– we have ego invested in our current form. when most of us speak of change, we mean improving or reforming our current form. most of us are not ready to truly surrender to complete transformation – practice creates the space to releasing ego and surrendering to that greater yearning.
– being in community is a practice. actually living and being accountable to other people is a key piece of knowing yourself and offering your gifts. also mentioned were prayer, meditation, song, ceremony, dance, deep listening, martial arts (folks were learning aikido principles, doing tai chi and jo kata throughout our time together). swimming has been a deep practice of mine recently.
– truth and reconciliation is a necessary part of a functional community.
– practice allows us to birth new worlds.
– “we don’t have the depth of political analysis and of personal practice we need”
– rather than continuously attempting to tell others what they lack and convince them of the need for transformational work, we must embody depth. if enough of us are willing to engage in deep practice in our political and personal journeys, and we embody the vision, the centered-ness, and the depth, then it’s possible we can create a tipping point in the culture.
– we must engage in this embodiment at the individual level, and bring it into our work so that our groups and/or organizations reflect deep and grounded visionary work. our networks, coalitions and alliances must also reflect this. the structures in which we do our work – currently 501c3s for many of us – must evolve to reflect transformational intention.
– at this moment, we must accumulate mass by growing depth in community, while staying connected to those beyond our immediate community and sharing our learnings. the other option is watering down the depth in order to make it easier to consume for the masses, engaging in the practices of our opposition, rather than the practices of our own liberation. we have to make our own communities long for their deepest, truest, free-est selves.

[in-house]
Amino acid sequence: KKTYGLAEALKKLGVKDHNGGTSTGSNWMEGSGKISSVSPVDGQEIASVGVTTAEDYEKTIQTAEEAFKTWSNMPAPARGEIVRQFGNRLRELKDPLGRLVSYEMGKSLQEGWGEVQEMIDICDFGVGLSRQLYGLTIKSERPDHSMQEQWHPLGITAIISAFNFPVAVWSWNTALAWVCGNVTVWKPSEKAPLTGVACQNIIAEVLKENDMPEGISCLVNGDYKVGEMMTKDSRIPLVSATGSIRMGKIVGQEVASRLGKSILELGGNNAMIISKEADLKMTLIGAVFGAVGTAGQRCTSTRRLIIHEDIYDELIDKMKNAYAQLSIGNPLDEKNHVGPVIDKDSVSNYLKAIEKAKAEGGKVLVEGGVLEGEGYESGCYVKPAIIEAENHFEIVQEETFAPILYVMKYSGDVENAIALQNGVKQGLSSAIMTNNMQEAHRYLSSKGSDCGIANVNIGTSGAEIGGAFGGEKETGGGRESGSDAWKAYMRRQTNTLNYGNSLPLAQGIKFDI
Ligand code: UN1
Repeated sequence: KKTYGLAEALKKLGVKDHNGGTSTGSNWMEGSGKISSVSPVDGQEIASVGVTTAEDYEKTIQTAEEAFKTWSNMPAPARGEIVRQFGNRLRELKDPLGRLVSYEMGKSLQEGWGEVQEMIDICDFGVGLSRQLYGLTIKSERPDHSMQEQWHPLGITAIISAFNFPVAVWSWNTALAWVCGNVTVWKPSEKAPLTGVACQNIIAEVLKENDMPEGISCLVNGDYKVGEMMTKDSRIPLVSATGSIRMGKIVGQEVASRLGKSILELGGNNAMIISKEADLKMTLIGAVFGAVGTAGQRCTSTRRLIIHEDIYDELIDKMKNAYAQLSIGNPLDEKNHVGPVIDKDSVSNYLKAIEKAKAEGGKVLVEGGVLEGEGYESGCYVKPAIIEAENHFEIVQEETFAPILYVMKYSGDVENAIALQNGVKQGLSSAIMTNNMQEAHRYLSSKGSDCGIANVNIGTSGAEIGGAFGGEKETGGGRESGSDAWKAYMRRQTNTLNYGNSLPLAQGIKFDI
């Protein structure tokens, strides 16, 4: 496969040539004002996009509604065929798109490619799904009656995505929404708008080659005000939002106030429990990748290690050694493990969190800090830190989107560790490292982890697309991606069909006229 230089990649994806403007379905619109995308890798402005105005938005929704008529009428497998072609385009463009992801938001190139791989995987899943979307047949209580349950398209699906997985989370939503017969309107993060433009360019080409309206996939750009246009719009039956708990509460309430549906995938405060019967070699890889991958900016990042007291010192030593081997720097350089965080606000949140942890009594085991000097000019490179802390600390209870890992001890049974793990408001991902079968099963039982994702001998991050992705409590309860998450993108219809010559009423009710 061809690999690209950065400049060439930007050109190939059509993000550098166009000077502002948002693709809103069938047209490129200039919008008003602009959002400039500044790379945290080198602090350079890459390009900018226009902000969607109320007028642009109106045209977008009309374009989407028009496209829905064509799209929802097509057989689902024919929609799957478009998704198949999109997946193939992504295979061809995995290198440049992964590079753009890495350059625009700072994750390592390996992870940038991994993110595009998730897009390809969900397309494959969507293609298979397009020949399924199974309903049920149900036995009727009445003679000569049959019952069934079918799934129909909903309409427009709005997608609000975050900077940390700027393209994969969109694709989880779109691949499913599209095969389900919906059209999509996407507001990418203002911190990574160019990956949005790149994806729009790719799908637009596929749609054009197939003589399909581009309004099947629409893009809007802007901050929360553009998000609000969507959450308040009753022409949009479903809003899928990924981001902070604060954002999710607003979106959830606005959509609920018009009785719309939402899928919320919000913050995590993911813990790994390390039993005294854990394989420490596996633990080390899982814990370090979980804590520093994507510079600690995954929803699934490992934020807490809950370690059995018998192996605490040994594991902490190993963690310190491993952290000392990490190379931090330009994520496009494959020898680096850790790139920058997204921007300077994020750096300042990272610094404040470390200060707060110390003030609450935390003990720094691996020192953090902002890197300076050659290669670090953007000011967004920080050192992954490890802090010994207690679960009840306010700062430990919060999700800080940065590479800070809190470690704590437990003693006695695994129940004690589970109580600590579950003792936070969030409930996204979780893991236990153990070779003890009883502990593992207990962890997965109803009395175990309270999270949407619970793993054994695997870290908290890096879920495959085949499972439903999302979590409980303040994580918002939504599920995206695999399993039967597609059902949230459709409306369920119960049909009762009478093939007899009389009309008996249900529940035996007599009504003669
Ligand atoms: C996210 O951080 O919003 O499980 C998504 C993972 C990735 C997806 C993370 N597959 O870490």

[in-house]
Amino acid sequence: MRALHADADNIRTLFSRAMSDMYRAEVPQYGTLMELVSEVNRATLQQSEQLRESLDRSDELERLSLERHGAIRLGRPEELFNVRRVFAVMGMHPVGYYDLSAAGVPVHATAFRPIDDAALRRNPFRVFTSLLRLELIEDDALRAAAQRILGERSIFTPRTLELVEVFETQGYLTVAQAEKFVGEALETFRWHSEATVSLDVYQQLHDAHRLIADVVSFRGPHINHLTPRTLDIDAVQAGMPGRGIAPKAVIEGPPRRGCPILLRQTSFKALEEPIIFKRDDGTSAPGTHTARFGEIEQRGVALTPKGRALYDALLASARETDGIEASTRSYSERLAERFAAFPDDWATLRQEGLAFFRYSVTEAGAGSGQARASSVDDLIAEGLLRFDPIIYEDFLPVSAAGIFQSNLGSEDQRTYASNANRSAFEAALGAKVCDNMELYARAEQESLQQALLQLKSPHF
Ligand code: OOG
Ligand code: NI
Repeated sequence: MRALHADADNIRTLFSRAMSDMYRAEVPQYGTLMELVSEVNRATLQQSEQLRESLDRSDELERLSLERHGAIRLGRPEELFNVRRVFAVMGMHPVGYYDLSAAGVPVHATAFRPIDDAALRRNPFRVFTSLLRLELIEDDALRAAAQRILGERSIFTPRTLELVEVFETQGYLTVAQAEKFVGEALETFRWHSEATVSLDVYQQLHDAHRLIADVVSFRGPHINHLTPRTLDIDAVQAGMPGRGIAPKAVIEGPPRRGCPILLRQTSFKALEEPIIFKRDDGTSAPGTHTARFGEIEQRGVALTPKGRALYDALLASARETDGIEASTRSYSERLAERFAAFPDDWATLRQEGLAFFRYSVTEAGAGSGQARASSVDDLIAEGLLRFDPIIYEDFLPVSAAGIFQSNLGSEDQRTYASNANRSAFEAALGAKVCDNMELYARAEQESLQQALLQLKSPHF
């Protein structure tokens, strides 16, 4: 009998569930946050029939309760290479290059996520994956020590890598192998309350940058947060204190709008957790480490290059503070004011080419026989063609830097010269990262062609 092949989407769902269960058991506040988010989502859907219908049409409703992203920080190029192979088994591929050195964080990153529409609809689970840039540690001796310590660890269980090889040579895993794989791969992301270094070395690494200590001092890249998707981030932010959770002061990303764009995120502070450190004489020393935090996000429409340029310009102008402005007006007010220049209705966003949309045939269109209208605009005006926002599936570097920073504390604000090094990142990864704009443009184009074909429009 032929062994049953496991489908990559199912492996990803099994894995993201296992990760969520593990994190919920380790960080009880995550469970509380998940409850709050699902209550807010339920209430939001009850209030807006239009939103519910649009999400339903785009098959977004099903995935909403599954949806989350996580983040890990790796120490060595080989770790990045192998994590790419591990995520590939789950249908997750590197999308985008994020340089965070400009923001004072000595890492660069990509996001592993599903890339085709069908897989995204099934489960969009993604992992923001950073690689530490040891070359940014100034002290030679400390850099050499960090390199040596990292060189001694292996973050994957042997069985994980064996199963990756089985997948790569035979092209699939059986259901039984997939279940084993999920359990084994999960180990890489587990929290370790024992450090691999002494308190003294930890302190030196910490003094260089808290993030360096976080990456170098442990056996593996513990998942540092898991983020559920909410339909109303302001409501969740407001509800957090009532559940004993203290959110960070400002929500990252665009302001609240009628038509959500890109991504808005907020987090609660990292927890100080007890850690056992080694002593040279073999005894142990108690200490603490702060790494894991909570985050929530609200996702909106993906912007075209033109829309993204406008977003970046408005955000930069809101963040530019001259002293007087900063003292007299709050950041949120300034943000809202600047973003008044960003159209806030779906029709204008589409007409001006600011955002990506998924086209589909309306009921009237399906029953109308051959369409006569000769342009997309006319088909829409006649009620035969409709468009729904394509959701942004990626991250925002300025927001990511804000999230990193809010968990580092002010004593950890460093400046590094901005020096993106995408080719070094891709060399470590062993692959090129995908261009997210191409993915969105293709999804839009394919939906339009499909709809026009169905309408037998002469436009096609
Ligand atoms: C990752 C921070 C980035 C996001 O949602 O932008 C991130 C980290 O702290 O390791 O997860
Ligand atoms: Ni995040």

– “identity politics (especially as expressed by labels and self-stereotyping) is a phase”; knowing and sharing our full and complex selves, our lineages, and our life experiences is part of our path towards healing.
– nonviolent direct action has been and should be a deeply transformational and spiritual practice
– we are warriors in each nonviolent direct action we do – our action is us extending ourselves towards our visions.
– shared and emergent leadership is possible in spaces where we trust each other to stay in community
– we must bring practice – meditation, physical practices, prayer, ceremony, song – into all that we do. we might not call it “practice”, just say let’s breathe together, lets sit in silence for a few moments, let’s get grounded. but we must seek to be our most balanced selves, oriented towards our longing, in every space we share together.

whew. writing up this list rejuvenates me, and i hope it makes sense to you, dear readers.

other things that happened included getting very lost on a muddy pitch-black path in the forest, trying to get to a fire circle. there was a dog, there was the rumor of bear, there were men thrashing out ahead through the bushes, there was a woman who told me to breathe deeply and see it as an adventure, there was my fear and complaints and desire to turn back, my urbanity welling up inside me. but we made it. i learned maps can have a lot of information, but still not get you there. i learned that i can go into the darkness as long as i am with others, and particularly if i can hold another person and feel their breathing.

so – let’s go deep together. let’s practice. let’s go into the dark together, holding each other tight. as angel kyodo williams says, “this is our time.”